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Obama, senators prepare immigration plans

Hopes rise for a way to be citizens

Senators John McCain, Charles Schumer, and Marco Rubio discussed what they called a “tough, fair, and practical road map’’ on immigration Monday at the US Capitol.

Gary Cameron/REUTERS

Senators John McCain, Charles Schumer, and Marco Rubio discussed what they called a “tough, fair, and practical road map’’ on immigration Monday at the US Capitol.

As President Obama prepared to unveil his plan to overhaul the nation’s immigration system Tuesday, advocates for immigrants in Massachusetts and nationwide mobilized for what they say is their best chance in almost three decades to secure a path to US citizenship for 11 million illegal immigrants in the United States.

Advocates say Obama’s ­recent victory and Republican attempts to appease Latino voters who flexed their political muscle last year could propel Congress to pass legislation that has failed repeatedly, even as the number of illegal immigrants climbed to the highest levels in US history.

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“I think it’s going to happen this year,” said Eva A. Millona, executive director of the Massachusetts Immigrant and Refugee Advocacy Coalition, which is among the groups pushing for citizenship and other changes. “The blueprint is out there. The expectation is there.”

Obama is to reveal his plan for immigration Tuesday in a speech at Del Sol High School in Las Vegas, in the home state of Senate majority leader Harry Reid, where the Latino population has ballooned in the last decade.

The president’s speech comes one day after a bipartisan group of eight senators, including New York Democrat Charles Schumer and Republican John McCain of Arizona, released their own immigration proposal in Washington, calling it a “tough, fair, and practical road map” that would let illegal immigrants pay a fine and back taxes and apply for legal residency, and someday, US citizenship. The plan would also make it easier for farm workers and highly educated immigrants to remain in the country. Serious criminals would still be subject to deportation.

The senators’ plan also would beef up immigration enforce­ment in the United States and punish businesses that hire illegal workers with “stiff fines and criminal penalties.”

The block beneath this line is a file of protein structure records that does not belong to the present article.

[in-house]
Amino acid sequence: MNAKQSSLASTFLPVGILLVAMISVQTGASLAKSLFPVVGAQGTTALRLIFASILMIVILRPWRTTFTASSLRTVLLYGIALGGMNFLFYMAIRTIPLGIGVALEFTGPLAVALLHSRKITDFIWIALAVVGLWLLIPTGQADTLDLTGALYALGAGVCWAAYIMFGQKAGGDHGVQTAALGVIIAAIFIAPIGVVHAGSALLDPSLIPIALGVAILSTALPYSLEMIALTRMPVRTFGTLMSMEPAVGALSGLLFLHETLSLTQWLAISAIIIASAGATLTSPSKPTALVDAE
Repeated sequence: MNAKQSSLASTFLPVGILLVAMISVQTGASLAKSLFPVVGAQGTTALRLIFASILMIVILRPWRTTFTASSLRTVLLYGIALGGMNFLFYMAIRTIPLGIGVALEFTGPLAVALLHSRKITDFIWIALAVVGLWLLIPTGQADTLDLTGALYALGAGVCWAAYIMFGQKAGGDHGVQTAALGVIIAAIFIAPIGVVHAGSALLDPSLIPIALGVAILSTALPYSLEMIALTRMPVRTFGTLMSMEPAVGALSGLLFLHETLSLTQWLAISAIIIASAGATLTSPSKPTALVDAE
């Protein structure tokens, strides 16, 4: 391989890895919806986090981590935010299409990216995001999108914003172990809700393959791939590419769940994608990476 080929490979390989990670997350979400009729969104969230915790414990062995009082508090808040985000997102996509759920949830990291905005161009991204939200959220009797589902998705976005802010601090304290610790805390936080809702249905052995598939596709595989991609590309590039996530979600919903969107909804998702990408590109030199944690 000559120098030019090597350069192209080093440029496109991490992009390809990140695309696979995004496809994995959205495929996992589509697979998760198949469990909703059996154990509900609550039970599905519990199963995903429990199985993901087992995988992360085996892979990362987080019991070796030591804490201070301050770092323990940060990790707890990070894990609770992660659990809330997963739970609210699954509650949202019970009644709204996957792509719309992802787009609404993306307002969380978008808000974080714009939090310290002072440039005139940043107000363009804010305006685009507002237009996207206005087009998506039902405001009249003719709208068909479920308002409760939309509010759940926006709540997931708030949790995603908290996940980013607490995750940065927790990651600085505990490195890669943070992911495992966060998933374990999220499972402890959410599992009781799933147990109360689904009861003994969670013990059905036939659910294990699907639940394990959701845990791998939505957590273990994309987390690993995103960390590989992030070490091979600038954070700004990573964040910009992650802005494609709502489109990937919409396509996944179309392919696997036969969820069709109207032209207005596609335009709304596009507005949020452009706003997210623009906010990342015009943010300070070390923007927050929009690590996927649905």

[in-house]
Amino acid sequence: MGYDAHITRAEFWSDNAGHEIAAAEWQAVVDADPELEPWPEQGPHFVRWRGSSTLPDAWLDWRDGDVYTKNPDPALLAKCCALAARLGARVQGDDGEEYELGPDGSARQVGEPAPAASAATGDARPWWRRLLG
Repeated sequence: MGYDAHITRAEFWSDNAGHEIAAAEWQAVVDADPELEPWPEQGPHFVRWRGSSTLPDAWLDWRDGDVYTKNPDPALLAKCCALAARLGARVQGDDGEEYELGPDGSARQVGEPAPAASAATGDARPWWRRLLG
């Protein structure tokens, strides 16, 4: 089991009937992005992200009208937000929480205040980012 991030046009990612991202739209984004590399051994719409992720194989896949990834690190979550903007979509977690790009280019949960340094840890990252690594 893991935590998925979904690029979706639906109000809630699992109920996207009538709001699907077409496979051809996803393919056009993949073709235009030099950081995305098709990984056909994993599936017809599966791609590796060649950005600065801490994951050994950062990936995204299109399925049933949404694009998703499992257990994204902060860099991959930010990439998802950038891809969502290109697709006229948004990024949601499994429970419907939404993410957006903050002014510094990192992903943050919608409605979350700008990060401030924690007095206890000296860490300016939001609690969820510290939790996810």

“We will ensure that this is a successful permanent reform to our immigration system that will not need to be revisited,” the senators said in a statement released Monday.

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Details of the president’s proposal were sparse in ­advance of his speech. But it is expected to be similarly sweeping at fixing what the White House called “our broken immi­gration system so it is fair and helps grow our middle class and it ensures everyone is playing by the same rules.”

Critics of the Senate group’s plan said they have heard promises of tough and lasting changes before, such as in the bipartisan legislation known as the Immigration Reform and Control Act that Ronald Reagan signed in 1986. The law legalized nearly 3 million illegal immi­grants and promised to ­increase enforcement, making it a crime for employers to knowingly hire illegal immigrants. But enforcement proved to be weak, allowing the illegal immigrant population to soar to 12 million nationwide, though the numbers have since declined, along with the economy.

“Nobody’s going to want to repeat that mistake that obviously didn’t fix the problem,” said Jessica Vaughan, director of policy studies for the Center for Immigration Studies, a group in Washington that ­favors limits on immigration.